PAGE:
1. 4.1.1
        Mrs Happy

        Our modern upbringing seems to sing from the rooftops about the importance of independence and individual resilience, doesn’t it.

        1. Jeremy

          It sings like my mother 😉

        2. Marika

          Hi Mrs Happy

          IDK, I don’t think I was given that message. Or maybe we take away different messages from our experiences depending on who we are.

      2. 4.1.2

        Hi Jeremy

        “It’s interesting to me how many people view independence as an ideal”.

        You know why. It’s a big part of some people’s identity. And in the case of an avoidant, an understandable adaptive strategy.

        1. Mrs Happy

          I think we are taught independence is good.   Schools preach it to very very young children. But Mrs Jeremy made a wonderfully insightful point, didn’t she – what a liberating view, I’m absorbing it.   Because of course it’s just fine to lean on others, and we know connection does make the average person happier; why should we (and our children) all be trying to achieve this fabled individual super strength?

      3. 4.1.3


        It’s our western culture particularly which teaches this extreme and rather insane form of independence. Our western culture which encourages mothers to put their babies down to scream for hours at a time and make them sleep by themselves, which lets children be raised by nannies and governesses (in the past) and warns against “spoiling” children by hugging, kissing them or coddling them too much. Western culture sends kids to boarding school and pushes them to stand on their own two feet as soon as they reach college age.

        As you say, many other cultures do not have these ridiculous pro-independence ideas: Living in South Africa I am always fascinated by how black children rarely cry, but it is because in traditional African cultures, children are kept close to their mothers, grandmothers or other caregivers at all times. They spend the first year or two of life strapped to their mothers’ backs. It’s rather lovely.

        And you are right, being deprived of contact and support with others drives people insane. Even short periods of solitary confinement leads to irreparable mental damage in 90% of cases. Being deprived of physical touch causes actual pain impulses in human beings.

        Of course, this kind of independence that we are taught  does  have a virtuous side. It  is  wonderful to be able to be resourceful and self-sufficient, and it comes in handy in sooo many situations in life. But – it is when it is taken to extremes that it becomes harmful. Like you so rightly pointed out, it should never be used to invalidate one’s emotions or one’s appeal for support. Unfortunately I see this so often. People being berated for reaching out for love, help and support as though it is somehow a failing and an admission of weakness. This is truly terrible. What else do we have capacity for empathy, love and emotions if not to connect with and be there for one another?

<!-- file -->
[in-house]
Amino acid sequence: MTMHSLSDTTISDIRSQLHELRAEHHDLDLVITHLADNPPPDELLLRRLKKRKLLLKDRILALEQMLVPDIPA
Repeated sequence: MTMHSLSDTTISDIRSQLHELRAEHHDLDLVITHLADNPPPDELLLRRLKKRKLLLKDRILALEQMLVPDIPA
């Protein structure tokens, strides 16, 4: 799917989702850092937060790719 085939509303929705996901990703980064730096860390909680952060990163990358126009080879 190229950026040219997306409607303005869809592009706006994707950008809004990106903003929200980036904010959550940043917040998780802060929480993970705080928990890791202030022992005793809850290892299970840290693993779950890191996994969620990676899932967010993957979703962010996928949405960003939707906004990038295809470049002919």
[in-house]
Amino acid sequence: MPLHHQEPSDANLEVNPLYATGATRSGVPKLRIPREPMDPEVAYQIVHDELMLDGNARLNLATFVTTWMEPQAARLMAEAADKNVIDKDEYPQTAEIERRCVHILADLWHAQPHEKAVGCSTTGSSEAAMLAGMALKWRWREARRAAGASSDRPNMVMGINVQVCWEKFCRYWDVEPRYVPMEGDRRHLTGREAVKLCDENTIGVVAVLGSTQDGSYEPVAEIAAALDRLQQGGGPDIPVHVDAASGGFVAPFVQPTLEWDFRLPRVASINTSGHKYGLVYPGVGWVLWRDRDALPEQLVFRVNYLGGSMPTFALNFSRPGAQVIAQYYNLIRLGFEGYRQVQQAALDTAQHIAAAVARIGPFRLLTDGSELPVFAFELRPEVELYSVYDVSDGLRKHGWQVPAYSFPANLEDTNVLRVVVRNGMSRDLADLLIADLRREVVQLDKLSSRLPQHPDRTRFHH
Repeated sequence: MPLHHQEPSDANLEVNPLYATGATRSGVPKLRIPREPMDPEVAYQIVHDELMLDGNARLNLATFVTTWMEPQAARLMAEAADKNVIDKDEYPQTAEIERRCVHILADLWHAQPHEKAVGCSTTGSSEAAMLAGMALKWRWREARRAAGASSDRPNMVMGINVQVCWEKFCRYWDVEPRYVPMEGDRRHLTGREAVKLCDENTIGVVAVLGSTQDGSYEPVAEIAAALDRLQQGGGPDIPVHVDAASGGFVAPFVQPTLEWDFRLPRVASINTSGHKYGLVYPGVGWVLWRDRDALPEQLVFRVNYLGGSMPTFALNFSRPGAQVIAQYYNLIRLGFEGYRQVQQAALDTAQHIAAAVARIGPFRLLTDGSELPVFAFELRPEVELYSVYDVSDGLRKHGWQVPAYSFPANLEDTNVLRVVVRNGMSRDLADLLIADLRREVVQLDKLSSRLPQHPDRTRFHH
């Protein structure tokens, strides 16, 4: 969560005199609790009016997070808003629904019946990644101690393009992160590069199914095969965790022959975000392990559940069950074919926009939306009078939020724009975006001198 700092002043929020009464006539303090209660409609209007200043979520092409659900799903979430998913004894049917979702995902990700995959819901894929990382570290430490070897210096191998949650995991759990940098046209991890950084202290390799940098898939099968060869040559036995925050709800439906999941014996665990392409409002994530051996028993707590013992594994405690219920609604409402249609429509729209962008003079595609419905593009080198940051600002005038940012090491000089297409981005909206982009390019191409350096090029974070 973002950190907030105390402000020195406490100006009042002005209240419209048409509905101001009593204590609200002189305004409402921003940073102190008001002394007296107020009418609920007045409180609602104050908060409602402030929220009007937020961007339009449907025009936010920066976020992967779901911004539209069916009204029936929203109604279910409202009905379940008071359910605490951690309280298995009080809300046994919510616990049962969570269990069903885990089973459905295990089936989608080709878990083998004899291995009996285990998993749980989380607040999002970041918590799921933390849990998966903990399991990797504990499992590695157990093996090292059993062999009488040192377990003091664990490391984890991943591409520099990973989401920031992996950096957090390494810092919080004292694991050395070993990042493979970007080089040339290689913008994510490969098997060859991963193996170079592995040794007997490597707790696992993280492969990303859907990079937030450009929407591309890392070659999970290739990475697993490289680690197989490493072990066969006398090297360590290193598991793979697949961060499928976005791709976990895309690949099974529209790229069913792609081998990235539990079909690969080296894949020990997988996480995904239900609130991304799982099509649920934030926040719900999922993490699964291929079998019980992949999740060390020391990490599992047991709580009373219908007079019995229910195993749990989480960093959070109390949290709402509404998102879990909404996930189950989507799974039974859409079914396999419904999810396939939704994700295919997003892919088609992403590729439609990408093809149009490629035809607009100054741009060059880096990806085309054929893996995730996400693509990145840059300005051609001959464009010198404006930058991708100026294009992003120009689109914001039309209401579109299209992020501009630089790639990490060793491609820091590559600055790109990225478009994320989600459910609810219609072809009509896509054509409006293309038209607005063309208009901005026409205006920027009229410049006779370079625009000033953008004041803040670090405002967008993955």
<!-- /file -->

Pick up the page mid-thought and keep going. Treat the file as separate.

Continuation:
1. Emily, the original


          Western culture sends kids to boarding school and pushes them to stand on their own two feet as soon as they reach college age.

          I think there has to be a happy medium. When I was a kid as young as 10, I got myself up for school, made my breakfast, made my lunch and walked to the bus stop. All on my own. Then I came home after school and was by myself for a couple of hours. That was too much. I was part of the latch key generation. But the generation below mine .. it’s the opposite. The pendulum has swung too far. Parents seems to do everything for their kids. At my last job, so many people had their 20-something (and older!) post-college kids living at home, though they could financially afford to leave. They’re too dependent. You should want your own life and your autonomy from your family of origin.

        2. Marika

          Hi Clare and Emily

          Emily, I see your point. I would call your example ‘reliance’. Over-reliance on others is unhealthy as you never learn important skills like problem solving or self-soothing. But I personally see ‘interdependence’ as a really great thing. For instance, if a young person lives at home but contributes to chores, pays board, babysits younger siblings etc – nothing wrong with that. It’s actually understandable given the increased costs of housing (certainly in my neck of the woods). And probably preferable to moving into a boozy, messy, expensive share house.

          Clare I agree with you. I wasn’t brought up with the idea that independence was such a great thing. There was always a parent, sibling or grandparent around. My school had a strength in its pastoral care program. I’ve spent very little of my life, almost none, living alone. Admittedly this has partly been for financial reasons. If I don’t get back to a family member or friend within a short period of time, I know they’ll follow up. At least one person from my family or social group checks in regularly (and vice versa). This is normal for me and I honestly wouldn’t have it any other way. It’s nice when I turn the key in the door at the end of the day and find it is dead bolted – meaning I have the place to myself – but I like it because it’s rare.